We pulled together to help customers achieve their goals, even in the face of record levels of demand.
Technology has, of course, been at the centre of our response.
For advisers, increased use of technology has helped to make it altogether more efficient to complete everyday tasks like sourcing.
Technology also helped advisers to remain connected to customers, with our research showing 75 per cent of brokers saw an uplift in customers engaging with digital resources, including video conferencing and digital document signing.
Farewell to re-keying
The challenges of the pandemic brought a change in mentality towards technology which has been exciting to see.
Our industry has embraced innovation wherever possible over the last 18 months to persevere through the difficult times.
Before the crisis hit, technology was often snubbed by those letting perfect stand in the way of good.
But views have changed, and we are now actively looking at ways to achieve the seamless, customer-led journey that we need.
Of course, there’s still work to do and more integration will be needed to iron out remaining sticking points in the mortgage process.
It’s clear to me from talking to advisers that re-keying is still a massive problem and that brokers are having to repeat simple tasks two, three or even four times.
Vision of the future
We can stop this, free up time for advisers and make the journey more seamless for customers, with a fully integrated end-to-end approach.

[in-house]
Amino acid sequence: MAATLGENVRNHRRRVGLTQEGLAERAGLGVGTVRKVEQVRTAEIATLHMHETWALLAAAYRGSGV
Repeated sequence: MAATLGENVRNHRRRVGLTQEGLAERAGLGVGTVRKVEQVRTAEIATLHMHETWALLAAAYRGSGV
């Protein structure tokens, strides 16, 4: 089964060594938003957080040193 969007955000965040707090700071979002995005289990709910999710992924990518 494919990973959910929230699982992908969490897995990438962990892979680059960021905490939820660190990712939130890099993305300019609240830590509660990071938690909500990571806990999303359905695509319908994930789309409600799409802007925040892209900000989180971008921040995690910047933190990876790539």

There may be a time where advisers don’t have to enter customer information even once. Instead, all the required data is made directly available by the customer.
While mention of a seamless journey would be scoffed at before the crisis, now it’s no longer a distant vision. Through data sharing and technology like open banking we are making strides.
Stuart Cheetham, co-founder and chief executive at MQube, told me of his team’s vision to make the mortgage application journey immediate and real-time, when we spoke at the Legal & General Mortgage Club Summer Conference earlier this month.
By replacing application forms and decisions in principle (DIPs) with data exchanges we can provide the same level of advice – that puts customers’ needs at the heart of what we do – but in a fraction of the time.
Customers at front-of-mind
Of course, this must all reflect the needs of our customers. The absolute centre of the job for most advisers is to find a well-priced mortgage that meets their client’s needs, and sets up that client for future success.
However, at present, inefficiencies and outdated processes are slowing advisers down.
That cannot last, because customers have increasingly high expectations, and the crisis has turbocharged that.
With convenience now at the fore, it is time for the mortgage market to embrace digital innovation and open the door to a better approach.